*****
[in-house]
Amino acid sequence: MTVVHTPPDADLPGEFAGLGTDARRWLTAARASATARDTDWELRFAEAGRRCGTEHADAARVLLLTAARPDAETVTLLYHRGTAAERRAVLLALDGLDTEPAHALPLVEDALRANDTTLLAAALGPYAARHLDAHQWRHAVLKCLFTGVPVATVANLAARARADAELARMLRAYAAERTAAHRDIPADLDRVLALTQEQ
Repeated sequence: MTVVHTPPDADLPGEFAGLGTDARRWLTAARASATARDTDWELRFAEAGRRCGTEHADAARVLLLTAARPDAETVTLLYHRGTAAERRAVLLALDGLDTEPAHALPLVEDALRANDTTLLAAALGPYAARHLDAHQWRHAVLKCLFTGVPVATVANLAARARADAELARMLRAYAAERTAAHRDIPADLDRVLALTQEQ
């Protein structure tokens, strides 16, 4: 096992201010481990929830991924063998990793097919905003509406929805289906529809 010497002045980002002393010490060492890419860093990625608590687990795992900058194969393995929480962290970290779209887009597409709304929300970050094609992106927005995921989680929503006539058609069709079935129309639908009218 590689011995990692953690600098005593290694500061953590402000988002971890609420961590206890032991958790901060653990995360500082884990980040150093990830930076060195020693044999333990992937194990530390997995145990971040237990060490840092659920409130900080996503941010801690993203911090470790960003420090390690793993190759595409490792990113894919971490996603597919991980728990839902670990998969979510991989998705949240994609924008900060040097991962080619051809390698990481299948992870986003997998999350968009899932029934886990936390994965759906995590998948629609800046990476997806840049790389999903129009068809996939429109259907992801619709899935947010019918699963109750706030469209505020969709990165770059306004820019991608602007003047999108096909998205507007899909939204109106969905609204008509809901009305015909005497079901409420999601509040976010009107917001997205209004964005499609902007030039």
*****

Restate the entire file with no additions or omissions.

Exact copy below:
[in-house]
Amino acid sequence: MTVVHTPPDADLPGEFAGLGTDARRWLTAARASATARDTDWELRFAEAGRRCGTEHADAARVLLLTAARPDAETVTLLYHRGTAAERRAVLLALDGLDTEPAHALPLVEDALRANDTTLLAAALGPYAARHLDAHQWRHAVLKCLFTGVPVATVANLAARARADAELARMLRAYAAERTAAHRDIPADLDRVLALTQEQ
Repeated sequence: MTVVHTPPDADLPGEFAGLGTDARRWLTAARASATARDTDWELRFAEAGRRCGTEHADAARVLLLTAARPDAETVTLLYHRGTAAERRAVLLALDGLDTEPAHALPLVEDALRANDTTLLAAALGPYAARHLDAHQWRHAVLKCLFTGVPVATVANLAARARADAELARMLRAYAAERTAAHRDIPADLDRVLALTQEQ
């Protein structure tokens, strides 16, 4: 096992201010481990929830991924063998990793097919905003509406929805289906529809 010497002045980002002393010490060492890419860093990625608590687990795992900058194969393995929480962290970290779209887009597409709304929300970050094609992106927005995921989680929503006539058609069709079935129309639908009218 590689011995990692953690600098005593290694500061953590402000988002971890609420961590206890032991958790901060653990995360500082884990980040150093990830930076060195020693044999333990992937194990530390997995145990971040237990060490840092659920409130900080996503941010801690993203911090470790960003420090390690793993190759595409490792990113894919971490996603597919991980728990839902670990998969979510991989998705949240994609924008900060040097991962080619051809390698990481299948992870986003997998999350968009899932029934886990936390994965759906995590998948629609800046990476997806840049790389999903129009068809996939429109259907992801619709899935947010019918699963109750706030469209505020969709990165770059306004820019991608602007003047999108096909998205507007899909939204109106969905609204008509809901009305015909005497079901409420999601509040976010009107917001997205209004964005499609902007030039």